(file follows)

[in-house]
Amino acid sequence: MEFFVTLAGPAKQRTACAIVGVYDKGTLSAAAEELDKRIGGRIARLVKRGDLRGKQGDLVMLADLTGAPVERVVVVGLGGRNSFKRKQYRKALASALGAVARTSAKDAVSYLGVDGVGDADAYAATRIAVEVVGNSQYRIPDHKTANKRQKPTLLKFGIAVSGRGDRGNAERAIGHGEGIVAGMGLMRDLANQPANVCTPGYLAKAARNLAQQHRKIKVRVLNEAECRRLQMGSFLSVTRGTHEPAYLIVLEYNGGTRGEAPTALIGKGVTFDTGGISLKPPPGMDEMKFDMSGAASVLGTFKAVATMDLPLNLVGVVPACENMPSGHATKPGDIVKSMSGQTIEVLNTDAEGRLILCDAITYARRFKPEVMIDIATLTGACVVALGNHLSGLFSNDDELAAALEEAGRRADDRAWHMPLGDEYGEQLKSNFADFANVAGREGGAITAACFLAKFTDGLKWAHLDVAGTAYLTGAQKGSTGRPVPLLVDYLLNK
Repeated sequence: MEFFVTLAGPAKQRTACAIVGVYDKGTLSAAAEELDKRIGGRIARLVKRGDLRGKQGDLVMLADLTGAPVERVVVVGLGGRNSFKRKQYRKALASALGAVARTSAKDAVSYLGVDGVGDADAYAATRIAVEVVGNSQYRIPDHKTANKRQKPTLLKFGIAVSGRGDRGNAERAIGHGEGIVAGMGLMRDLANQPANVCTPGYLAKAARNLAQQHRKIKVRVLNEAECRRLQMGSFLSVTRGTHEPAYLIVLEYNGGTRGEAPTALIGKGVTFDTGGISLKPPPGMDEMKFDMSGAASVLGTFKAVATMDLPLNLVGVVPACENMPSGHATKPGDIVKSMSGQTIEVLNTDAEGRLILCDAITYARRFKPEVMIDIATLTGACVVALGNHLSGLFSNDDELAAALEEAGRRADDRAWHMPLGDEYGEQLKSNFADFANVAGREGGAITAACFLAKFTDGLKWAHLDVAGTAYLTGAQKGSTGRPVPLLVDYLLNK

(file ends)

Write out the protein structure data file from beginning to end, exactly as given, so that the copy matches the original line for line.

[in-house]
Amino acid sequence: MEFFVTLAGPAKQRTACAIVGVYDKGTLSAAAEELDKRIGGRIARLVKRGDLRGKQGDLVMLADLTGAPVERVVVVGLGGRNSFKRKQYRKALASALGAVARTSAKDAVSYLGVDGVGDADAYAATRIAVEVVGNSQYRIPDHKTANKRQKPTLLKFGIAVSGRGDRGNAERAIGHGEGIVAGMGLMRDLANQPANVCTPGYLAKAARNLAQQHRKIKVRVLNEAECRRLQMGSFLSVTRGTHEPAYLIVLEYNGGTRGEAPTALIGKGVTFDTGGISLKPPPGMDEMKFDMSGAASVLGTFKAVATMDLPLNLVGVVPACENMPSGHATKPGDIVKSMSGQTIEVLNTDAEGRLILCDAITYARRFKPEVMIDIATLTGACVVALGNHLSGLFSNDDELAAALEEAGRRADDRAWHMPLGDEYGEQLKSNFADFANVAGREGGAITAACFLAKFTDGLKWAHLDVAGTAYLTGAQKGSTGRPVPLLVDYLLNK
Repeated sequence: MEFFVTLAGPAKQRTACAIVGVYDKGTLSAAAEELDKRIGGRIARLVKRGDLRGKQGDLVMLADLTGAPVERVVVVGLGGRNSFKRKQYRKALASALGAVARTSAKDAVSYLGVDGVGDADAYAATRIAVEVVGNSQYRIPDHKTANKRQKPTLLKFGIAVSGRGDRGNAERAIGHGEGIVAGMGLMRDLANQPANVCTPGYLAKAARNLAQQHRKIKVRVLNEAECRRLQMGSFLSVTRGTHEPAYLIVLEYNGGTRGEAPTALIGKGVTFDTGGISLKPPPGMDEMKFDMSGAASVLGTFKAVATMDLPLNLVGVVPACENMPSGHATKPGDIVKSMSGQTIEVLNTDAEGRLILCDAITYARRFKPEVMIDIATLTGACVVALGNHLSGLFSNDDELAAALEEAGRRADDRAWHMPLGDEYGEQLKSNFADFANVAGREGGAITAACFLAKFTDGLKWAHLDVAGTAYLTGAQKGSTGRPVPLLVDYLLNK